At step 214, the counter value obtained at step 212 is examined to determine whether the piston movement is relatively slow or relatively fast. For example, the computer may advantageously determine whether the first 10 slots are detected before or after a given period elapses, for example 1/4 to 1/2 second. Below, 1/4-second will be assumed.
If slow, it is possible to generate intermediate flow readings to provide data to the user sooner. Therefore, flow calculation begins with the first slot after the 1/4-second period. At steps 216-222, the computer goes through a process wherein for each slot detected, the time ticks detected are counted and an intermediate flow value is calculated and displayed. Each intermediate value is incorporated into a running average value.
At the first pass through step 216, the number of ticks for a first slot is used to calculate the flow rate, which is displayed, and an average is calculated, which is also displayed. At step 218, the slot count is incremented from 0 to 1. At step 220 it is determined whether N slots have been counted, N being the total number of slots on the encoder 40 in this example. If not, then the computer waits for another slot at step 222. When the incremented slot count at step 218 has become equal to N, counting stops because there are no more slots on the encoder.
Therefore, the computer opens the valve V at step 232, which permits the piston 10 to drop back to its rest position by gravity. At step 234, the computer waits a sufficient length of time to permit the piston to fall.
Alternatively, encoder slots could be counted backwards to determine when the piston has reset, or a mechanical end-of-travel indicator could be provided.
Then, at step 236, if a repeat mode has been designated by one of the control switches 106, the computer returns to step 206 to wait for a slot to be detected. If not, the computer returns to step 204 to await an instruction for another reading.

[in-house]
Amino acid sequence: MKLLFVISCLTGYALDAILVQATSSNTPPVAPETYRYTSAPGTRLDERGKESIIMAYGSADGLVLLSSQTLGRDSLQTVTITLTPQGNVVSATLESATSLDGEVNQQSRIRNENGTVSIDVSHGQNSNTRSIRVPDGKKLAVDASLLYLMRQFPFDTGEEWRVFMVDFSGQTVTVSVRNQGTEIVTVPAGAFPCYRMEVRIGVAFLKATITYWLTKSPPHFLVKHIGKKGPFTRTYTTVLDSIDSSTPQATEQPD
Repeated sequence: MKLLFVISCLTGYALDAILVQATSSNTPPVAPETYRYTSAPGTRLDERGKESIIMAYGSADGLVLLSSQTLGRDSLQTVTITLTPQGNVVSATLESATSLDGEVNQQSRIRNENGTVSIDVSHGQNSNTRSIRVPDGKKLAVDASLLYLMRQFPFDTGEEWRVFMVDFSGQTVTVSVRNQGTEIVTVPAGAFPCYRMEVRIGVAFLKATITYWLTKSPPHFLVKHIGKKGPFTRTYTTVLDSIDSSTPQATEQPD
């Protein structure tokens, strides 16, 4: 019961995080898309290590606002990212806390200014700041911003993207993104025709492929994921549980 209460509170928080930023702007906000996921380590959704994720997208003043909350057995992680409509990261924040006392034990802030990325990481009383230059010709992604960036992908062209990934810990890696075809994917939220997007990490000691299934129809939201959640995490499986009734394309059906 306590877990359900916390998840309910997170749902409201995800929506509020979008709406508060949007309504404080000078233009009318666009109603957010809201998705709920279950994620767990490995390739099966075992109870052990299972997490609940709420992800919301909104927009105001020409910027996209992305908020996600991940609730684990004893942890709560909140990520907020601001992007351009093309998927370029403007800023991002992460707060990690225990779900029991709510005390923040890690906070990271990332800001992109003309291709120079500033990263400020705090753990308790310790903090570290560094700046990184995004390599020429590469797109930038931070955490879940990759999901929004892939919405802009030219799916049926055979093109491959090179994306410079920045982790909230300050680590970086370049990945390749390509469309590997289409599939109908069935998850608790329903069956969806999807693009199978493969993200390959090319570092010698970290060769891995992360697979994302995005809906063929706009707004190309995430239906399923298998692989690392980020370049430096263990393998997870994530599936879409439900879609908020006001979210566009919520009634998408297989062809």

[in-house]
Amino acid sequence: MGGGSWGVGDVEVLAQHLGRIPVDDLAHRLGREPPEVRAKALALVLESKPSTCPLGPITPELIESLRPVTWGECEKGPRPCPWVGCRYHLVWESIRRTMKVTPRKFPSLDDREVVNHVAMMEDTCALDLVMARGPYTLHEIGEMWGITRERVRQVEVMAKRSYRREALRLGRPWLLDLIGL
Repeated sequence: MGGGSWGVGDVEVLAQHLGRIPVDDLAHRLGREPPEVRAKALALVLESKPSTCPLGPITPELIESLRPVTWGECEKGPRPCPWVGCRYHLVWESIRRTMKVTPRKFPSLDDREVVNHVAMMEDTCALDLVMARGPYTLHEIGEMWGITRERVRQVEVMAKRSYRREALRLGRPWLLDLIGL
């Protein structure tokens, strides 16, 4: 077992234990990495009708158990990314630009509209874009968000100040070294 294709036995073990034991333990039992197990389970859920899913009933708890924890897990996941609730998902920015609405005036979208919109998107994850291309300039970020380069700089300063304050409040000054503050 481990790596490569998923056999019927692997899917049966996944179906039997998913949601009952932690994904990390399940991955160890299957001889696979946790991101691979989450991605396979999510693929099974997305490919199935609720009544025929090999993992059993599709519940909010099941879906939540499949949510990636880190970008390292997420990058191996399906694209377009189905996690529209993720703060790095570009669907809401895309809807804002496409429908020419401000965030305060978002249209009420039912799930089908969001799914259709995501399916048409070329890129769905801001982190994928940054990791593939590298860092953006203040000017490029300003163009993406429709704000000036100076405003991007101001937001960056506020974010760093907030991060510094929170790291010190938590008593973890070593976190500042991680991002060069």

If fast movement has been detected at step 214, then at steps 224-230, the computer counts clock ticks while a certain number of slots are detected, here 8, and the average time per slot for those 8 slots is used to calculate the flow rate. Since each slot corresponds to a known cylinder volume, the time per slot equals the volume flow rate.
Summarizing the above, for a high flow rate, the computer gathers data while several slots are detected after an initial period of acceleration. For low flow rates, the computer can determine sufficient data to determine the flow rate from as few as one encoder slot. In either case, a valid flow reading can be obtained in about the same time, less than about 1/2-second, which is desirable both to satisfy general laboratory requirements, and to give the user the perception of a fast result.
Further benefits of the disclosed system are that in the slow flow range, even one slot gives enough data to determine flow and even to average out time-dependent irregularities caused, for example, by external pump vibration or piston oscillation. In the fast flow range, several slots are detected and averaged over an extended averaging time to get good data, but still a good reading is obtained in about the same time as with slow flow.
As shown, a self-contained flowmeter cell includes the piston, cylinder, encoder, sensor and valve, all contained within an outer case. The cell is connected to the computer by a conventional connector, for example, on its bottom cover 18, which is electrically connected to the sensor, light source, and valve, for example, by up to six pins of a conventional 9-pin connector. The remaining three pins of such a 9-pin connector can be used to identify the flow capacity of the cell, for example by grounding one or more of those three pins, whereby cells having six different flow ranges can be differentiated.